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Call Number: E 99 .S45 I46 2017 E-book, House of Learning Library & LAW
Publication Date: 2017
Secwpemc People, Land, and Laws is a journey through the 10,000-year history of the Interior Plateau nation in British Columbia. Told through the lens of past and present Indigenous storytellers, this volume detail how a homeland has shaped Secwepemc existence while the Secwepemc have in turn shaped their homeland. Marianne Ignace and Ronald Ignace, with contributions from ethnobotanist Nancy Turner, archaeologist Mike Rousseau, and geographer Ken Favrholdt, compellingly weave together Secwepemc narratives about ancestors' deeds. They demonstrate how these stories are the manifestation of Indigenous laws (stsq'ey') for social and moral conduct among humans and all sentient beings on the land, and for social and political relations within the nation and with outsiders. Breathing new life into stories about past transformations, the authors place these narratives in dialogue with written historical sources and knowledge from archaeology, ethnography, linguistics, earth science, and ethnobiology. In addition to a wealth of detail about Secwepemc land stewardship, the social and political order, and spiritual concepts and relations embedded in the Indigenous language, the book shows how between the mid-1800s and 1920s the Secwepemc people resisted devastating oppression and the theft of their land, and fought to retain political autonomy while tenaciously maintaining a connection with their homeland, ancestors, and laws. An exemplary work in collaboration, Secwepemc People, Land, and Laws points to the ways in which Indigenous laws and traditions can guide present and future social and political process among the Secwepemc and with settler society.
In this book Arthur Manuel and Grand Chief Ronald Derrickson challenge virtually everything that non-Indigenous Canadians believe about their relationship with Indigenous Peoples and the steps that are needed to place this relationship on a healthy and honourable footing. Manuel and Derrickson show how governments are attempting to reconcile with Indigenous Peoples without touching the basic colonial structures that dominate and distort the relationship.
Call Number: E 92 .W467 2017 E-book, LAW, House of Learning Library, Williams Lake Library https://fpse.ca/sites/default/files/news_files/Decolonization%20Handbook.pdf
Whose Land Is It Anyway? A Manual for Decolonization; inspired by a 2016 speaking tour by Arthur Manuel, less than a year before his untimely passing in January 2017. The book contains two essays from Manuel, described as the Nelson Mandela of Canada, and essays from renowned Indigenous writers Taiaiake Alfred, Glen Coulthard, Russell Diabo, Beverly Jacobs, Melina Laboucan-Massimo, Kanahus Manuel, Jeffrey McNeil-Seymour, Pamela Palmater, Shiri Pasternak, Nicole Schabus, Senator Murray Sinclair, and Sharon Venne.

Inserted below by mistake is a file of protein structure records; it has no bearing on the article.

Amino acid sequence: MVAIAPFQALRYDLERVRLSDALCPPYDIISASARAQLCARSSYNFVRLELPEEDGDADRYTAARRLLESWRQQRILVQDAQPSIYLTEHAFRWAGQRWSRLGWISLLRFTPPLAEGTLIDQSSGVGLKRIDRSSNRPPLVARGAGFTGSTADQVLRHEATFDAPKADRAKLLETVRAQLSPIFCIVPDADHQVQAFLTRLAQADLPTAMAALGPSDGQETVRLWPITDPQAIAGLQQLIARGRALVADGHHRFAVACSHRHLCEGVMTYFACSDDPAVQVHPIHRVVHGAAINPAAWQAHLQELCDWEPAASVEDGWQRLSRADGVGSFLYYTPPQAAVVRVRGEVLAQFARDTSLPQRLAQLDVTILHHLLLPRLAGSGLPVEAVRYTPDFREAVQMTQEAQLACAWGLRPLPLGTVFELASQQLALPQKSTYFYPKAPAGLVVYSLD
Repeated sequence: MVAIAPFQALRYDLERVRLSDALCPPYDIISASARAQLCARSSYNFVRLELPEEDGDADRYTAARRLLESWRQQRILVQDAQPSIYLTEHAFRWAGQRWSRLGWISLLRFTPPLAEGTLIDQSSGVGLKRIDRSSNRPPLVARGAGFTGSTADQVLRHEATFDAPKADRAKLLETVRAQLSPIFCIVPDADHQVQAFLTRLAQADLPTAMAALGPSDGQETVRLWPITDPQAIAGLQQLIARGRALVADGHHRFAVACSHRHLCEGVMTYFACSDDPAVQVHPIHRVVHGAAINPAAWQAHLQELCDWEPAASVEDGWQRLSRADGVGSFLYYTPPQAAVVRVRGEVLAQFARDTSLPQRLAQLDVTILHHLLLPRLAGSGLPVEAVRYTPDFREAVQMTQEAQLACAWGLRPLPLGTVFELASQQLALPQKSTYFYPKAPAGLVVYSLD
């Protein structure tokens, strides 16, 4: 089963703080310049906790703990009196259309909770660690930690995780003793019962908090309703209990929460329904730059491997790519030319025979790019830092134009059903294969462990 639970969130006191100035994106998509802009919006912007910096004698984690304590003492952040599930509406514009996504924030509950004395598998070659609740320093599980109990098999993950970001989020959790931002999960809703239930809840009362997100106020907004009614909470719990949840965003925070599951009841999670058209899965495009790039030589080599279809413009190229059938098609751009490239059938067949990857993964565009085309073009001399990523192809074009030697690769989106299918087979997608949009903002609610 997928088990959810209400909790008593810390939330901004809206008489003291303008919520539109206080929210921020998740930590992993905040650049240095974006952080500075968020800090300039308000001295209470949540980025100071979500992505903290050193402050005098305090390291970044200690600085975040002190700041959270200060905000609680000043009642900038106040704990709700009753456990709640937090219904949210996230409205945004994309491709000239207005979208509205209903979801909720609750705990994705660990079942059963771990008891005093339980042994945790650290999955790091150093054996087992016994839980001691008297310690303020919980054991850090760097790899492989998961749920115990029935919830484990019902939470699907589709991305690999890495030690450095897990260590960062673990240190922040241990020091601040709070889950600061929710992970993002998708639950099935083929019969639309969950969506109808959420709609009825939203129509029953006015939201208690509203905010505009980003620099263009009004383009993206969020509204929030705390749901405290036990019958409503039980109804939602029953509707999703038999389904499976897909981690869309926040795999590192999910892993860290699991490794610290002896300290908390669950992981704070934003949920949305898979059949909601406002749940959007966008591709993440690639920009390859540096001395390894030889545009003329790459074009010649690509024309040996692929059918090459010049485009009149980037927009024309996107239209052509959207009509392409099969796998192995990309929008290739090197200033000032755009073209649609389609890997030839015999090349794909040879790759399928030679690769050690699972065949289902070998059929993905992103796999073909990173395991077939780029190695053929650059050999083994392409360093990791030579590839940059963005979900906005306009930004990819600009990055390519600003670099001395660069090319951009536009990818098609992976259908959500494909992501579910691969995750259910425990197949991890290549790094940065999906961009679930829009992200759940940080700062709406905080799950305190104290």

Between 1867 and 2000, the Canadian government sent over 150,000 Aboriginal children to residential schools across the country. Government officials and missionaries agreed that in order to "civilize and Christianize" Aboriginal children, it was necessary to separate them from their parents and their home communities. For children, life in these schools was lonely and alien. Discipline was harsh, and daily life was highly regimented. Aboriginal languages and cultures were denigrated and suppressed. Education and technical training too often gave way to the drudgery of doing the chores necessary to make the schools self-sustaining. Child neglect was institutionalized, and the lack of supervision created situations where students were prey to sexual and physical abusers. Legal action by the schools' former students led to the creation of the Truth and Reconciliation Commission of Canada in 2008. The product of over six years of research, the Commission's final report outlines the history and legacy of the schools, and charts a pathway towards reconciliation.
Over 12,000 years of Native history preceded the arrival of Europeans. It is hoped that these volumes will make a contribution towards a greater appreciation of Native history prior to the devastating events initiated by the European occupation of Canada.
This 3 volume set contains 188 extended essays on topics such as dance, ritual and ceremony, and religious leadership which are arranged by geographic region. Each entry suggests sources for further research and readings.
Call Number: E 76.2 .H36 House of Learning Library & Williams Lake Library
Multi-volume reference work on Indigenous Peoples of North America.
Volume 12 – Plateau - describes the prehistory, history, and cultures of the Secwepemc (Shuswap), Nlaka’pamux (Thompson), Lil’wat (Lillooet), Syilx (Okanagan), and others.
A foundational work of radical anticolonialism, back in print Originally published in 1974, The Fourth World is a critical work of Indigenous political activism that has long been out of print. George Manuel, a leader in the North American Indian movement at that time, with coauthor journalist Michael Posluns, presents a rich historical document that traces the struggle for Indigenous survival as a nation, a culture, and a reality. The authors shed light on alternatives for coexistence that would take place in the Fourth World--an alternative to the new world, the old world, and the Third World. Manuel was the first to develop this concept of the "fourth world"to describe the place occupied by Indigenous nations within colonial nation-states.
Reprint of the 1909 ed. published by E. J. Brill, Leiden, and G. E. Stechert, New York, which was issued as v. 4, pt. 7 of Memoirs of the American Museum of Natural History, and as v. 2, pt. 7 of Publications of the Jesup North Pacific Expedition.